It really was an odd night at Santos. My energy and enjoyment level was like an amusement park ride that pulls you way, way up and then drops you way, way down. Over and over again. There were high points of the night, by which I mean times that both Restless People and Washed Out sounded rich and heavy, but there were also very low, static points.
Last night was Restless People’s first show, something singer Mike Bell-Smith (pictured) announced apologetically a handful of times. He didn’t need to apologize- the band was well rehearsed and performed expertly. But Restless People is very much a collaboration– a supergroup, if you will. There wasn’t tension between the band mates, but artistically it was pretty clear that one half of the band, (who are unsurprisingly the duo Tanlines), favors a more tropical and off-tempo beat sound detailed with jangly guitar, while the other is more interested in a front-man led vocal-heavy outfit.
With the exception of “Days Of Our Lives” and “Victimless Crime,” Restless People’s songs were sketches– ideas not fully formed. And it’s my guess the songs feel incomplete because the band members have different ideas on where the songs should go.
“Days Of Our Lives” was one of said high points. The song breaks at just the right moment, moving from one beat segment to the next. A foghorn cries out at the beginning like a coyote whining at the moon. You could almost feel the whole audience begin to move on the downbeat.
It should be noted that Tanlines have been playing together a lot for about a year, and the chemistry between them, Jesse Cohen and Emm, is tangible– even in a hollow space like Santos Party House. The two stand in the back of the stage behind samplers, laptops, affects and other gadgets. Emm plays some guitar just like he does in Tanlines and Cohen dances just like he does in Tanlines. They look like a band.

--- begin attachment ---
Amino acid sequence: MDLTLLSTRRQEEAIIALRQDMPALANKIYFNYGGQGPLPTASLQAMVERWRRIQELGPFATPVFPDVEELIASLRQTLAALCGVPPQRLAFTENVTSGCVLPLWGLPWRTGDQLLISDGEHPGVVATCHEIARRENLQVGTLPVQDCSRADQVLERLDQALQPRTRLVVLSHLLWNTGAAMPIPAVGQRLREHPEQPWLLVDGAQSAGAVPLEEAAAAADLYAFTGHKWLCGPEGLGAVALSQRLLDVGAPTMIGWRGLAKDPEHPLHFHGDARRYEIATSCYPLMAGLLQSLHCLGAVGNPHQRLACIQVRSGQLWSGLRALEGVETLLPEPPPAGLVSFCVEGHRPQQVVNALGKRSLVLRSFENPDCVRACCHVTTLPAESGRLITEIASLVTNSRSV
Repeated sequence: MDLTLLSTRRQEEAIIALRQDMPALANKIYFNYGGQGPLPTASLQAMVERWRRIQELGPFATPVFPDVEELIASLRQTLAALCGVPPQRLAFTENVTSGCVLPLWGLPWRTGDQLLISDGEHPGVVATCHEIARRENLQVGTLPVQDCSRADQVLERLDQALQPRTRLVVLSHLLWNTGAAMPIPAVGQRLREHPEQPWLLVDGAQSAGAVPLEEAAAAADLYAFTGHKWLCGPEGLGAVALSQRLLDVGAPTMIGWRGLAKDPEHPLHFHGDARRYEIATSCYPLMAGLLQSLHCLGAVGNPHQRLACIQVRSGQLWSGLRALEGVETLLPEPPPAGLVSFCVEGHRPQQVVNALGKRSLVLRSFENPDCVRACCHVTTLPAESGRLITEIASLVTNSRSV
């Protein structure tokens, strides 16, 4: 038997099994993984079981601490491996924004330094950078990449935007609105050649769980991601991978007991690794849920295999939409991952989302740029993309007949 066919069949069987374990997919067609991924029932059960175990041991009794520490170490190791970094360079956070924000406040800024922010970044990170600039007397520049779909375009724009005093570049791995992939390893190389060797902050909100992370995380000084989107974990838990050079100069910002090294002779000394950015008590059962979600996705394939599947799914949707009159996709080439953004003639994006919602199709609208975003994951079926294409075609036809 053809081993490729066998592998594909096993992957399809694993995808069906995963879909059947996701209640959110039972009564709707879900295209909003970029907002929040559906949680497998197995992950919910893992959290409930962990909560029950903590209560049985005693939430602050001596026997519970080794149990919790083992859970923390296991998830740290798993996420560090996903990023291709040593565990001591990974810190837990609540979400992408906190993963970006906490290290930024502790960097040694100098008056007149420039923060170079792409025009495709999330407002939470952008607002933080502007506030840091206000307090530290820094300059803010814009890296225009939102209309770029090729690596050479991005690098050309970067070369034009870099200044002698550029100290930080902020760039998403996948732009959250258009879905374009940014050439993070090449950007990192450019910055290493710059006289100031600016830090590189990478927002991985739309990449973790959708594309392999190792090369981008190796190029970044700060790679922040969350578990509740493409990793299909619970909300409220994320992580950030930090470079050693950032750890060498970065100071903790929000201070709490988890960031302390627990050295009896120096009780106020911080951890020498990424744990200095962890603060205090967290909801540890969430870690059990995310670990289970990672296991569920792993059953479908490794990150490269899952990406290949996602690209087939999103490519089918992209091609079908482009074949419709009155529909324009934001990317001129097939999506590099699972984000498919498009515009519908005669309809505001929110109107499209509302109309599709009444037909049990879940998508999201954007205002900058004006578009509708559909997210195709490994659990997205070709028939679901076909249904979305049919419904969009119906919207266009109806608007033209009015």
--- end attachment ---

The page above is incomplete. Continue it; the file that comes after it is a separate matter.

Bassist Tony Blankets, who also performs as Newborn Huskies, is the constant in the band. Just as he did in Professor Murder, (the band that features 3 out of 4 Restless People with the 4th being their sometime producer Eric Emm,) Blankets adds a richness that can’t be found in electronics alone.
I think Restless People will find its sound- if they put the time in. Who knows if that will happen though- in interviews the band has said some of these are leftover song ideas from Professor Murder, which doesn’t necessarily bode well for a new band searching for its sound.
Washed Out may be the most hyped act of the year. The dude literally emerged from a Georgia peach orchard with a smile on his baby face. And he applauds his own songs. There was something so endearing about Ernest Greene last night- but by 1:45 a.m. endearment went out the window. I realized something– this guy wasn’t doing anything.
The dude needs a band.
Greene is an expert mood maker- I bet he charms the ladies and the men in his life to no end. His songs are at times sexy and at other times dark. They are upbeat and yet also desperately slow. But this didn’t really matter last night- unless you closed your eyes and imagined yourself someplace else.
Don’t get me wrong- I’m all about daydreaming, lying around, dancing at home alone naked, etc. (All of these are acts Washed Out’s music no-doubt inspires.) But last night in front of an eager crowd with strobe lights bathing his face, the power of Washed Out was lost. And that’s why Greene needs a band. He can be cute and push play on his laptop and sing over the recording. With other action behind him he can be better.
(He did play his first three songs with another guy. A big guy in a big white sweater. They keyboarded it up together and sang. It was really kind of a snooze– they sang in unison and all of the songs sounded alike. So that doesn’t suffice as a “band.”)
He’s also very amateur, which as we all know is not a bad thing. But Greene could use some practice fading in and out if he’s to stay a one-man band. The quiet spaces between tracks do nothing for momentum. And although clapping for yourself is cute, it doesn’t sound good.